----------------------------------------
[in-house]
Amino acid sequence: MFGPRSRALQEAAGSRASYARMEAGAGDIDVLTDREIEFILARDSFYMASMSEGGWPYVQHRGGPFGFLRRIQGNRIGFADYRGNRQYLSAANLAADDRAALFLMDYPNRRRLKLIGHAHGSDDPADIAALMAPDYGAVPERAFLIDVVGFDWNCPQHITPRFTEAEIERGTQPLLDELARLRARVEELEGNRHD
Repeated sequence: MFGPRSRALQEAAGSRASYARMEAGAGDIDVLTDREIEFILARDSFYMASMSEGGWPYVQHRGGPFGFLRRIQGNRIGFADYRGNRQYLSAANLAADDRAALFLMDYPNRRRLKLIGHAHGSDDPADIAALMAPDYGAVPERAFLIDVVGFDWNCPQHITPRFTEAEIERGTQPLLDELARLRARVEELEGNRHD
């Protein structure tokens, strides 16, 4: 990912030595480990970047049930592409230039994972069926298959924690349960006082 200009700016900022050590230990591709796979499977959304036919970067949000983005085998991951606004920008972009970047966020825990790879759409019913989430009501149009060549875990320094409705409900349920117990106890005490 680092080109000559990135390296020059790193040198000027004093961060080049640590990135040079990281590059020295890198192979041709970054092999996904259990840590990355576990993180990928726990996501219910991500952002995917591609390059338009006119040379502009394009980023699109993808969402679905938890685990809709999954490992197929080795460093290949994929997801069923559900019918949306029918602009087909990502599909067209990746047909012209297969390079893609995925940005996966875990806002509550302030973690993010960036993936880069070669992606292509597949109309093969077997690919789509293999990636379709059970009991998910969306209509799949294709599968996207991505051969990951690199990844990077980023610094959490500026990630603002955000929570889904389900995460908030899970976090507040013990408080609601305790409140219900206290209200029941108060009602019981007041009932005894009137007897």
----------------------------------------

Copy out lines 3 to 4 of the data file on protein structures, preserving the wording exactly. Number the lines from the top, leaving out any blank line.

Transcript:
Repeated sequence: MFGPRSRALQEAAGSRASYARMEAGAGDIDVLTDREIEFILARDSFYMASMSEGGWPYVQHRGGPFGFLRRIQGNRIGFADYRGNRQYLSAANLAADDRAALFLMDYPNRRRLKLIGHAHGSDDPADIAALMAPDYGAVPERAFLIDVVGFDWNCPQHITPRFTEAEIERGTQPLLDELARLRARVEELEGNRHD
């Protein structure tokens, strides 16, 4: 990912030595480990970047049930592409230039994972069926298959924690349960006082 200009700016900022050590230990591709796979499977959304036919970067949000983005085998991951606004920008972009970047966020825990790879759409019913989430009501149009060549875990320094409705409900349920117990106890005490 680092080109000559990135390296020059790193040198000027004093961060080049640590990135040079990281590059020295890198192979041709970054092999996904259990840590990355576990993180990928726990996501219910991500952002995917591609390059338009006119040379502009394009980023699109993808969402679905938890685990809709999954490992197929080795460093290949994929997801069923559900019918949306029918602009087909990502599909067209990746047909012209297969390079893609995925940005996966875990806002509550302030973690993010960036993936880069070669992606292509597949109309093969077997690919789509293999990636379709059970009991998910969306209509799949294709599968996207991505051969990951690199990844990077980023610094959490500026990630603002955000929570889904389900995460908030899970976090507040013990408080609601305790409140219900206290209200029941108060009602019981007041009932005894009137007897």